Hearing all this I felt like we were meant to be, like he was my soulmate. I assumed that a man who respected his mother would respect his wife too. I thought that in a selfish world, I was lucky to have found a man who loved his family. And so I immediately agreed to the rishta. Two days later we were engaged to each other and I felt like the happiest woman alive.

After the engagement, he returned to his city and that’s when things started changing. Unlike other couples in their courtship period, we never spoke for hours at length on the phone. In fact, sometimes we used to speak only once in three days and other times, our conversation lasted for just five minutes. He never seemed too excited to speak to me or to do anything for me.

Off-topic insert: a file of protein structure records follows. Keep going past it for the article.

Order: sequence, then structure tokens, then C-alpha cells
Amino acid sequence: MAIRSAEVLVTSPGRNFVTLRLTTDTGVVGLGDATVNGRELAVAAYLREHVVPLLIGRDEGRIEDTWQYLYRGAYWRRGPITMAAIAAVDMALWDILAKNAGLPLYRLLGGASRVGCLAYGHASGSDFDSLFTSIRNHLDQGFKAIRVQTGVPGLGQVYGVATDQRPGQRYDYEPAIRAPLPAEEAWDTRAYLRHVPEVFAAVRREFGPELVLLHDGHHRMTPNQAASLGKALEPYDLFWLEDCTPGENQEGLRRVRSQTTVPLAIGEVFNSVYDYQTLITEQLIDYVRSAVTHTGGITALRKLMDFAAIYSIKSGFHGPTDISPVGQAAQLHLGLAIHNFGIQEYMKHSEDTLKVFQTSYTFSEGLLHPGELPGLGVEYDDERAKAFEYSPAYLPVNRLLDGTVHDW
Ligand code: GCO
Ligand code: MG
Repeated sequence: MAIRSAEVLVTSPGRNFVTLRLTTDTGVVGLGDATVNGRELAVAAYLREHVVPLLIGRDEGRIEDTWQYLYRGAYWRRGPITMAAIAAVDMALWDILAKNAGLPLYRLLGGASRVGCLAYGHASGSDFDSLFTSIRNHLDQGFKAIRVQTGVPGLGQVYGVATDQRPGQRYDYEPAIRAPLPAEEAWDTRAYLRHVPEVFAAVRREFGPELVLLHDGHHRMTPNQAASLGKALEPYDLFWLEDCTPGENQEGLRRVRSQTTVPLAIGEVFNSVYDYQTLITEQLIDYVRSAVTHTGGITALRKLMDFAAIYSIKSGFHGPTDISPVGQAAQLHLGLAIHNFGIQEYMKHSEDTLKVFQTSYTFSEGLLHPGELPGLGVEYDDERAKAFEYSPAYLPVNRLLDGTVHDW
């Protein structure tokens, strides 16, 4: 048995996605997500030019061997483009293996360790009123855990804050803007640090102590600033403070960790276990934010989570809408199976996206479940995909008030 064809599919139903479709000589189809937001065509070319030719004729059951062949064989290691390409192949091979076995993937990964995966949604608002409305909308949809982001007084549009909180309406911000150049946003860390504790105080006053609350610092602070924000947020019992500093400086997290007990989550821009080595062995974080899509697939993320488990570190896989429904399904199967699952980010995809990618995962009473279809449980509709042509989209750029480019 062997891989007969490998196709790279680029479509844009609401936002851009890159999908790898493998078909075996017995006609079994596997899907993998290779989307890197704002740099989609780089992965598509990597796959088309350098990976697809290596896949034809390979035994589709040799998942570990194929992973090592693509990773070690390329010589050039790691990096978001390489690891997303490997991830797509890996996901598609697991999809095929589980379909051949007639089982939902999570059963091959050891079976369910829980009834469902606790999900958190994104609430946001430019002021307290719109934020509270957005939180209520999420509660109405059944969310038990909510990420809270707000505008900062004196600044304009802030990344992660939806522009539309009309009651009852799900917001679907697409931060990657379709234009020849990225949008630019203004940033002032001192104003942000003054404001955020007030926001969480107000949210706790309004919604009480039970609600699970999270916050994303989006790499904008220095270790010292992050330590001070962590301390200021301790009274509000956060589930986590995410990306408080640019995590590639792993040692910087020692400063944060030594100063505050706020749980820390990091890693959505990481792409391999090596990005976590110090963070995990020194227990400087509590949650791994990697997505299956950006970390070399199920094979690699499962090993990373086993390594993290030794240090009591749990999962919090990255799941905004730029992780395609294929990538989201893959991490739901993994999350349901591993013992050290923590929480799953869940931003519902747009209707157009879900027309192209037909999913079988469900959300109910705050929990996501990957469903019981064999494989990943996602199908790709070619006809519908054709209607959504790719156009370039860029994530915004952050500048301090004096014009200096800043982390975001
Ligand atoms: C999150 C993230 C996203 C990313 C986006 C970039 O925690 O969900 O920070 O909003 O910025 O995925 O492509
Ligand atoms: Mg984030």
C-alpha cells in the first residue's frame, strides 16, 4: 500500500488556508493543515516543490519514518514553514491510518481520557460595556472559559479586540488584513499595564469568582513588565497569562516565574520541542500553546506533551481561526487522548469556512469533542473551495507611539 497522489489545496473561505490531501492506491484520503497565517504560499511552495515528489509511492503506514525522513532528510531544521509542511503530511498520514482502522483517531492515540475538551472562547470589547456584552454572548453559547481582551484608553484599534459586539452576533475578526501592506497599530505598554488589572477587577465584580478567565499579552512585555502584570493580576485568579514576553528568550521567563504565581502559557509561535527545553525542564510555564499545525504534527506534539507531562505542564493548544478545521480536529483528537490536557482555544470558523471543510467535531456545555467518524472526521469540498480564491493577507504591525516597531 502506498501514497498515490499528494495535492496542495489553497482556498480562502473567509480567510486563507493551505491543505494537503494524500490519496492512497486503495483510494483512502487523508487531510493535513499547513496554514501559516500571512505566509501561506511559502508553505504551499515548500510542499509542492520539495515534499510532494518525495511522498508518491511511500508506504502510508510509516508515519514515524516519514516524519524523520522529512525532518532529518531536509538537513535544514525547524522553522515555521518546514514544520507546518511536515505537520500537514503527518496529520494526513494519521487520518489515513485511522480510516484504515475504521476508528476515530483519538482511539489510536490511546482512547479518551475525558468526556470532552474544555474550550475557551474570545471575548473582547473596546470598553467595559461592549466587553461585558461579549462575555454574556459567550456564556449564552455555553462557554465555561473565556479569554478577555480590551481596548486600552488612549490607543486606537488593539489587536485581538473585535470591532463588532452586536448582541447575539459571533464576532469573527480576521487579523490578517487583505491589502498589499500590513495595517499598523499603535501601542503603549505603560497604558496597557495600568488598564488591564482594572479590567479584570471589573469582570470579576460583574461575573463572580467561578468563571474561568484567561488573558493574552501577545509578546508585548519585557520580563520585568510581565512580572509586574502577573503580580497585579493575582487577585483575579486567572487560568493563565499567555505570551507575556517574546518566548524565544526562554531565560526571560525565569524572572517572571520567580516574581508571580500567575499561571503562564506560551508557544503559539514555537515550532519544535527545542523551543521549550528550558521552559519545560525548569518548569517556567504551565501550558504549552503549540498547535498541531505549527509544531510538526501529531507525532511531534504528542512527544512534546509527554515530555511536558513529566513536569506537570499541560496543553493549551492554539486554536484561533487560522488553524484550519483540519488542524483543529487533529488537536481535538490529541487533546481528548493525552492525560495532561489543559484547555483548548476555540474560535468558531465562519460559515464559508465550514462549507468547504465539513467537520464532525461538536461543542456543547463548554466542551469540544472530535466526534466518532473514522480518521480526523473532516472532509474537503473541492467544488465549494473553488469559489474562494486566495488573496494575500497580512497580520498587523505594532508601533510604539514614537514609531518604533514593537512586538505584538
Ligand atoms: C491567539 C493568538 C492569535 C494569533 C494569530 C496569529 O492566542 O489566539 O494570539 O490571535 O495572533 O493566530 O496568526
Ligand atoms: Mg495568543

Even on our first month engagement anniversary, it was his mother who booked a bouquet of flowers for me. When I spoke to my mum about all this, she said that being the only man in his family, he probably had many responsibilities and that I should try and understand his unexpressed love for me. I agreed and planned to shoulder his responsibilities instead, when the right time for it came.

One time, he told he loved home cooked food, and so I learnt how to cook for him. Some other time he told me that he loved his girl in a sari, and so I learnt how to drape one. I probably did everything humanly possible to make him feel special. But there was always this emotional disconnect between us.